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Allometry of kinematics and energetics in carpenter bees (Xylocopa varipuncta) hovering in variable-density gases
Stephen P. Roberts, Jon F. Harrison, Robert Dudley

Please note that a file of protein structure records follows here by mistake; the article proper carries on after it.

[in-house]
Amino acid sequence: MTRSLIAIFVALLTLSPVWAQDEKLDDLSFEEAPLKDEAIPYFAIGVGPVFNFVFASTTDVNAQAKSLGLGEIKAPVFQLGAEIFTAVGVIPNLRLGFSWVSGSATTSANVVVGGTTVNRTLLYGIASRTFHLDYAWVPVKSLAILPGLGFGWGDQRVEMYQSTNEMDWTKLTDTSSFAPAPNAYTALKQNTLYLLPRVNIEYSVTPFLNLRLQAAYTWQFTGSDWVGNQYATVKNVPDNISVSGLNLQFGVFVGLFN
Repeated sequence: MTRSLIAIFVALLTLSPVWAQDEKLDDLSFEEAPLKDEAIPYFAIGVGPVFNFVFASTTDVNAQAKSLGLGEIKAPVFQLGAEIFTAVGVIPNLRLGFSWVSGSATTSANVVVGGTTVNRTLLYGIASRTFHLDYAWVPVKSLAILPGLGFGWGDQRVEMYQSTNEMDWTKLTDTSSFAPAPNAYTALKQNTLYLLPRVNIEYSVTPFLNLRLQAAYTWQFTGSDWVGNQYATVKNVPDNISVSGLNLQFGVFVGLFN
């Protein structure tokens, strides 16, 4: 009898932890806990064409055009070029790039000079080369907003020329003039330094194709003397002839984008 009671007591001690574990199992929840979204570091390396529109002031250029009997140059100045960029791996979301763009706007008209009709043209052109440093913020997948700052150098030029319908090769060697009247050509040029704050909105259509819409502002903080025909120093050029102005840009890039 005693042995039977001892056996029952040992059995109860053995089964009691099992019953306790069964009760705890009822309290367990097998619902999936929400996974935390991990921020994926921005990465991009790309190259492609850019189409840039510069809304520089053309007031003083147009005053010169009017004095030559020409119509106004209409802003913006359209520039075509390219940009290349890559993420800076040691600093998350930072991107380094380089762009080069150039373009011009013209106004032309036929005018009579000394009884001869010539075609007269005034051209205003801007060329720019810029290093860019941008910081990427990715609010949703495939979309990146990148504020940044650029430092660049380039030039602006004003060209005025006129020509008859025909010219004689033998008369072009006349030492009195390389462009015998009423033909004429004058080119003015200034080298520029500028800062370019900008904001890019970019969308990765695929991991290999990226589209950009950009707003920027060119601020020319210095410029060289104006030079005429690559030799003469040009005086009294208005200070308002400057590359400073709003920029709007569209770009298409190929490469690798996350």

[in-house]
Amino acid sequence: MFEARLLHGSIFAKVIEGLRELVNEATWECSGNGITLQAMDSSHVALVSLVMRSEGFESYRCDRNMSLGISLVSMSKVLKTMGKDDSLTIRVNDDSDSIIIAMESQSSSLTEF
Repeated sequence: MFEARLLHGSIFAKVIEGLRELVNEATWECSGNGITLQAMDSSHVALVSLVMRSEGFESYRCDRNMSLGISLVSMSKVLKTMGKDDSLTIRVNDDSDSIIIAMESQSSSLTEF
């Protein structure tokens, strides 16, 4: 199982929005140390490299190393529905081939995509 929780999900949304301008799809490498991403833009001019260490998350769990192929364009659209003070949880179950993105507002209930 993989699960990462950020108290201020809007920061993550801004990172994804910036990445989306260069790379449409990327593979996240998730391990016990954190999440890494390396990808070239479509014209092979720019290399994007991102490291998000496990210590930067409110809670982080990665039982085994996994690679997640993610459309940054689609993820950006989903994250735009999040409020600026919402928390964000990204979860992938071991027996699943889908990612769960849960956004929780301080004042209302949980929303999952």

We assessed the energetic and aerodynamic limits of hovering flight in the carpenter bee Xylocopa varipuncta. Using normoxic, variable-density mixtures of O2, N2 and He, we were able to elicit maximal hovering performance and aerodynamic failure in the majority of bees sampled. Bees were not isometric regarding thorax mass and wing area, both of which were disproportionately lower in heavier individuals. The minimal gas density necessary for hovering (MGD) increased with body mass and decreased with relative thoracic muscle mass. Only the four bees in our sample with the highest body mass-specific thorax masses were able to hover in pure heliox. Wingbeat frequency and stroke amplitude during maximal hovering were significantly greater than in normodense hovering, increased significantly with body mass during normodense hovering but were mass independent during maximal hovering. Reserve capacity for wingbeat frequency and stroke amplitude decreased significantly with increasing body mass, although reserve capacity in stroke amplitude (10–30%) exceeded that of wingbeat frequency (0–8%). Stroke plane angle during normodense hovering was significantly greater than during maximal hovering, whereas body angle was significantly greater during maximal hovering than during normodense hovering. Power production during normodense hovering was significantly less than during maximal hovering. Metabolic rates were significantly greater during maximal hovering than during normodense hovering and were inversely related to body mass during maximal and normodense hovering. Metabolic reserve capacity averaged 34% and was independent of body mass. Muscle efficiencies were slightly higher during normodense hovering. The allometry of power production, power reserve capacity and muscle efficiency were dependent on the assumed coefficient of drag (CD), with significant allometries most often at lower values of CD. Larger bees operate near the envelope of maximal performance even in normodense hovering due to smaller body mass-specific flight muscles and limited reserve capacities for kinematics and power production.

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